Newspaper Page Text
The pensacola journal, monday morning, January i, 1917.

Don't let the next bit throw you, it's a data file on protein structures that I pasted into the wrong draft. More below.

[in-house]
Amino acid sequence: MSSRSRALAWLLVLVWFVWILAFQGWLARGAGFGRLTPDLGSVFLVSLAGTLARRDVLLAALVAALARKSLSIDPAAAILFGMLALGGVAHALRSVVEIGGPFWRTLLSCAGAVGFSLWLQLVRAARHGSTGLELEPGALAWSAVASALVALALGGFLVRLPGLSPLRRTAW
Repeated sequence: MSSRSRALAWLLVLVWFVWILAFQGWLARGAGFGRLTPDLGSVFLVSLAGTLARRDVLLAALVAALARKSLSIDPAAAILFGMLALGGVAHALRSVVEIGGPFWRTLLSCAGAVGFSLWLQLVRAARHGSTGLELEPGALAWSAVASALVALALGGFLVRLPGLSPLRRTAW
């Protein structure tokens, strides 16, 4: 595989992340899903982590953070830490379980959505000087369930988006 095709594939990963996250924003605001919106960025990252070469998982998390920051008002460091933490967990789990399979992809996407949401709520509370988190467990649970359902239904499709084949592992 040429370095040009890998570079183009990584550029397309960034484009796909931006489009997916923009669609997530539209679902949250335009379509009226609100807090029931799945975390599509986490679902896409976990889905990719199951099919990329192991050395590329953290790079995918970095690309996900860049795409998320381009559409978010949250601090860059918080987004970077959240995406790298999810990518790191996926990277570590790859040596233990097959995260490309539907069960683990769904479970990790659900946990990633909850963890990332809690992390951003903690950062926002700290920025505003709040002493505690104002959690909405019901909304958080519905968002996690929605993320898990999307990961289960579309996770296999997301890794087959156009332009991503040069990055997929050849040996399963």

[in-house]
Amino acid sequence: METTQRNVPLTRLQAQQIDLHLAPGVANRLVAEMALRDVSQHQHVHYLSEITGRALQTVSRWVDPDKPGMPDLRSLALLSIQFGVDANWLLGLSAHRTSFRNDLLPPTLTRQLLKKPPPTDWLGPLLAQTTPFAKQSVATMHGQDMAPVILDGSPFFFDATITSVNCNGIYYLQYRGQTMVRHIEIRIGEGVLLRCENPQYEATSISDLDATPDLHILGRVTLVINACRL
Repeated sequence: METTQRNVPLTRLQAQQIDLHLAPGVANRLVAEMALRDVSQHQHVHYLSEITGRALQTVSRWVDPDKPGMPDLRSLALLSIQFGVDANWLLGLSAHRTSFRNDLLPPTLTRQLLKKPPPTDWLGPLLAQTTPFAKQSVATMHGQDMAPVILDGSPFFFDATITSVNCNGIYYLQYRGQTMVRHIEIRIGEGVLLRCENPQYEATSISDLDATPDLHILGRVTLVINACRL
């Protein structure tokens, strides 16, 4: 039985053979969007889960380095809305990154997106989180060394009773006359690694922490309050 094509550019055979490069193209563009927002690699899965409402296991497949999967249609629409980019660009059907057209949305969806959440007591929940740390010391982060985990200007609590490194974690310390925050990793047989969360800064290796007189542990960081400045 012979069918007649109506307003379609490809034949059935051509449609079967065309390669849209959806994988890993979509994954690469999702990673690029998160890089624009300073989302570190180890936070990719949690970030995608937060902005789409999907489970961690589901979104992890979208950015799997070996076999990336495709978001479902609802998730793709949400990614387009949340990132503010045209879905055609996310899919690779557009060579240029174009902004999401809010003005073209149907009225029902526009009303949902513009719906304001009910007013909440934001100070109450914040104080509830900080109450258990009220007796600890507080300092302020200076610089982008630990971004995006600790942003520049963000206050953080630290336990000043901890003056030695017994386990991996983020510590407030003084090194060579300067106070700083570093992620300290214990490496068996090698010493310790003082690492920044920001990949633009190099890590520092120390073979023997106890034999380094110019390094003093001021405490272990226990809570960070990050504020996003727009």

3 Good Work Needs no Explanation A . or pensacola. rvA tmrrco (states ' DEPoerrowa ,4 SHIPPING fg Arrived. Uranus, Rus sch, 297, Kolloma, to Order. Anna D. Heidritter, Am sch, 610, Sailed. Urug. bk Port Sonachan, for Val encia. Br ship Centurion, for London, Am sch Clara, Davis, for Leghorn. Am sch Charles W. Miller, for Mobile. ST. ANDREWS SHIPPING May Have League Ball in Pensacola During 1917 Season Sailed. Daisy Farlin, 385, Pluinmer, load ed lumber Cardenas. Henry Lippitt, 790, Hooper, loaded lumber Porto Ricon ports. G. J. Cherry, 468, Day, loaded luitf- ber Demerara, British Guinea. G. J. Boyce, 303, Oh.en, loaded umber Porto Ricon ports. WATER FRONT NOTES. Russian Schooner Arrives. The local fleet was incrDased yes terday with another arrival of a for eign vessej, this being the Russian schooner Uranus, thirty days out from Seville, Spain, which is in port, for the purposa of loading a cargo of lumber. Upon reaching port the small ocean traveler was released and upon coming over to the city was boarded by Inspector Bailey, who was .on duty yesterday at the barge office. Other Vessels Released. Three other vessels were released from the quarantine station yester day and the inspector who elected to remain on duty over Sunday had all he could do. 'The other vessels re leased were the Norwegian steamship Taunton, the Russian bark Tjermai and the American schooner Anna D. Heidritter. Another .vessel remained at quarantine yesterday. This was the Italian bark San Antonio, which was towed up to the station at a late hour Saturday afternoon by the tug Sea King, which was returning to her home port from Mobile, to which point she towed the old barkentine Success. The Italian vessel will be released today. Four Go to Sea. Four vessels went to sea yesterday, The Uruguayan bark Port Sonachan went over the bar, bound for Valen cia; the British ship Centurion was towed down the bay, bound for Lon don, but it was reported had an chored for the night off the navy yard because of a change in the wind; the American schooner Clara Davis start ed out for Leghorn, Italy, and tho American schooner Charles W. Miller went over the bar, towed by the tug Nellie, for Mobile. Bunker Steamer Due. The British steamship Quito, with cargo, was looked for last evening, coming for bunker coal. It was re ported she had left Saturday for Tensacola, her loading port being Gulfport, Miss. The steamer had net showed up at dark, and consignees and inspector left the dock. She will be off the bar at an early hour this morning, it is expected, and win pro ceed immediately up to the coai chutes for a supply. There are quite a number of steam ers due this week for bunker, several coming from foreign ports. There was much activity in the port this morning and yesterday afternoon on account four schoonera loaded for three or four days waiting for the northerly winds which came last eve ning. The tugs Dewey, of ,the Ger man American Lumber Co.; and Nel- ie of the Aiken Tow Boat and Barge Co., Pensacola, were busy moving out the vessels. It is thought that al though the schooners Elhi M. Willey and Hugh de Pa yens towed out sev eral days ago they havo not made much headway beating. ' The schooner Seguin' finished tak ing cargo this morning, which only leaves the one schooner Prydwen now loading in this port. , Several other schooners are expected within the next few days, when there will be an other rush for everal days. The schooner Crescent, out of this port the latter part of September for Canary Islands, has put in port after ninety days put. She arrived at her destination without very little damage, except the loss of deck load. Much apprehension was felt for her safety, inasmuch as two or three other larger vessels had lost in the same territory with the Crescent. VESSELS" IN PORT. Steamers. Temple E. Dorr, 453, Bliesath, load ing, Bay Harbor. Squareriggers; Ingrid, (Danish) 694, Ostermann, lumber, Rosario, repairs. Schooners. Daisy Farlin, 385, Plummer. clear ed for Cardenas. Henry Lippitt, 790, Hooper, loading for Porto Rico. G. J. Cherry. 468, Day, loading. G. J. Boyce, 303, 01 sen, lumber. Santo Domingo. Seguin, 333, Flynn, loading Are- cibo. Prydwen, (Br) 295, Decker, quar antine station. HOW TO CHECK THAT COLD When it is. painful to breathe and fever sends chills, up and down your back, you are in for a coll. A time ly dose of Dr. Bell's Pine Tar Honey will stop the sneezes and sniffles The pine balsam loosens the phlegm and clears the bronchial tubes, the honey soothes and relievos the sore throat. The antiseptic qualities kill the germ and the congested condi tion is relieved. Croup, whooping cough and chronic bronchial affec tions quickly relieved. At all Drug gists, 25c. Adv. Pensacola may have league base-' ball next "season by taking over one of the Cotton States league fran chises. It is understood that one of the clubs which did not make a good showing the past season, nor ,. the previous year, while not announcing its desire to unload the franchise, would, welcome the help of some good, live baseball town and would relin quish the berth to said town. Pen sacola fans, therefore, have their ears .to the ground, and if certain plans which have been drawn up, and which are now being discussed, are given encouragement, it will mean torganized ball here during the 1917 season. There is no definite announcement to make as yet. It is understood that shortly there wfll be an offer made to local baseball enthusiasts, and if the latter are given the proper en couragement, it will mean the prpb able re-establishment of Maxent park as a ball centre. . Pensacola's experience in . the Cot ton States in 1913 is not one of glorious exploits. It was a bad sea son for baseball in the south, and that year, in the latter part, the Cotton States "blew up," as Manager Ham ilton, of the Pensacola club that ill fated season, would say. Now that the local interest seems to be strong er, and tnere appears to be more readiness in co-operation, there is ev ery reason to believe that a deter- mined effort to arouse interest m baseball here would be - encouraged. A few days ago, a report from New Orleans stated that Pensacola's prob able connection with the Cotton States in the new season was being discussed in the Crescent City. This1 item was given publicity, and it served to arouse the local baseball in terest. Some of those who were in terested "in Pensacola in the old "league days"" are ready to aid in any movement looking to the re habilitation of Maxent or any other playing park, and it is expected that the idea will be taken up and passed along for what it is worth. Jim Hamilton, Pensacola's man ager, is to hold the reins in the North Carolina circuit this coming season, and may have the Asheville club. At least that is the information which the sporting editor of the Charleston American has, and this is the way he discusses it in a late issue: Hamilton's Latest Venture. ' According to a letter received by President W. H. Walsh, of the Charleston Baseball club, yesterday, James A. Hamilton, who piloted the Sea Gulls last year, has signed with the Asheville, North Carolina, league club. ' The letter giving this item was received from Mike Finn, the maker of baseball schedules and scout for the Detroit American league club. Just where Mikejrot his dope is not known, but as no formal announce ment of the selection of Hamilton by the North Carolina club has been made yet, the dope is accepted as un official. The Asheville club recently lost its manager, Jack Corbett, who hooked on with the Columbia team. Whether James has been grabbed as Corbett's successor is unknown officially and the report of Hamilton's connection The Journal's "Want Ad way will get you results. with the mountain city club" comes only from Finn. ' Jim is a great pilot and no doubt can hold his own in the North Caro lina circuit, if handed the reins. He first came to Charleston back in 1913, when he took the club over for the last month of the season and mad such headway that President Walsh retained him for the 1914 sea son. Jim came here from Pensacola, when the old Cotton States league blew up, bringing with him LeRue Kirby and Jim Gudger. In the 1914 campaign, which was a split season, the Sea Gulls finished second in both halves, but as a mat ter of fact won more games and lost fewer than any other team in a whole season. Dividing the season robbed Hamilton and Charleston of a pen nant. The next year 1915 President Walsh and Hamilton could not agree on terms and Jim hit the trail for the West, landing with the Cedar Rapids club of the. Central association, a class D circuit. The traveling there was tough for the CHicago man and he resigned about midseason. During the off season he and Mr. Walsh man aged to reach an agreement and Hamilton came back here last spring. Charleston fans know the results of the past race. Jim gave Charleston a good ball club, just as ne did in 1914, but again could not win. His contract was for one season only and this year no effort was made to get Hamilton here again. In fact President Walsh decided some time ago that he would do without Jim in 1917. ' Hamilton is anxious to play in the Sally this year, , and. for several sea sons Jacksonville made him an offer annually. A letter received some time ago from Jim was to the effect that he has offers to pilot a club in the New York State league and also from a club in the Texas league. He had not decided then which he would ac cept, if any. He is at present at work in a large department store in Chicago. DESTROYER TO D ORLEANS After remaining in Pensacola for a week or more, the destroyer Ster rett cast off lines yesterday and went down the bay, on her way to New Or leans, in which port she will join the destroyers of a specially assigned squadron, to make a trip up the Mis sissippi river, chiefly for the purpose of encouraging navy recruiting. It is expected that this fleet will proceed as far north as navigation permits, remaining some weeks on the great river, and making long stops at a number of points." At New . Orleans the destroyer Smith has been reported arriving. The Sterrett was under orders to join the destroyer Monaghan and Lai son off Mobile, and the three go into the Crescent City. . THE OUTBURSTS OF EVERETT TRUE By CONDO LOOKS OUT OF We Wish Everyone a Happy and Prosperous 1917 .SPECIAL NEW YEAR'S DINNER, 50 CENTS B. & B. CAFE 6 South Palafox Street. AUDITS, CXAMINATilONS, C2. To GSAQR1ES and Auditor relphn 684 202 South Pa.afox Street Pansaeol.ir Fla. . ACCOUNTANT SYSTf MIL fcyTICIENCY ENCINECft. town, s? H (Mpoier4vr Js2L Uarct Just WHcee j2y IT out or,. .town!! 1 f i 1 . : To Y ou whose business helps make ours successful, we send cordial appreciation. May the New Year bring you abundant prosperity, good health, and a joyful and lasting contentment. Watso n, Parker & Reese Co. Store Closed All Day Today (New Year's Day) PS MS LA M Tersely Told. D. D. McCaskill and " George W. Ward of DeFuniak, visited Pensacola on business Sunday. Jack Kuglemjih left yesterday for Montgomery, Znd whila there will at tend the grand New Year ball, to be given by the Standard club of the Alabama capital city. Dr. L. C. Phillips and wife, of 1611 North Twelfth avenue, have been for tlie past ten days entertaining quite a party of visitors from the north, in cluding Col. T. T. Leas and wife, par ents of Mrs. Phillips. They are from Urbana, 111. Other pleasant visitors at the delightful suburban home" of Dr. Phillips are: Mrs. Jennie Lud low of Wingate, Ind., and Miss Le- Mayme Beverlin of the University of Illinois. The entire party, however, are leaving tonight for St. Peters burg, Fla., where they expect to spend the balance of the winter. Forcheiroer's Fashion Shop Thomas Burpee, formerly of Pen sacola, but who is now located in Houston, Texas:, is visiting friends and relatives here. 'The Store for Women." AFTER THE GRlPPE Vinol Restored Mr. Martin's Strength Wapakoneta, Ohio. I am a farm er bv occupation, and the grippe left me with a bad cough, and in a nerv ous, weak, run-down condition, and I could not seem to get anything to do me any good until I took Vinol which built me up, and my cough and nerv ousness are all gone, and I can truly say Vinol is all that is claimed for it." James Martin. Vinol is a constijrutional remedy for all weak, nervous and run down con ditions of men, women and children, and for chronic coughs, . colds and bronchitis. White's Pharmacy, Balk com Drue Co.. Pensacola; also at xhe leading drug stores fn all Florida towns. -Adv. Thanking you for. the liberal patronage accorded us in 1916, and extending you our best wishes for a prosperous 1917. The Boston Shoe Store "Everything in Shoes But Feet." New Year's Greetings from SAM CHARLES Ladies', Men's and Childrens Shoes. Expert hoe Repairing. The Journal's "Want Ad way will get you results.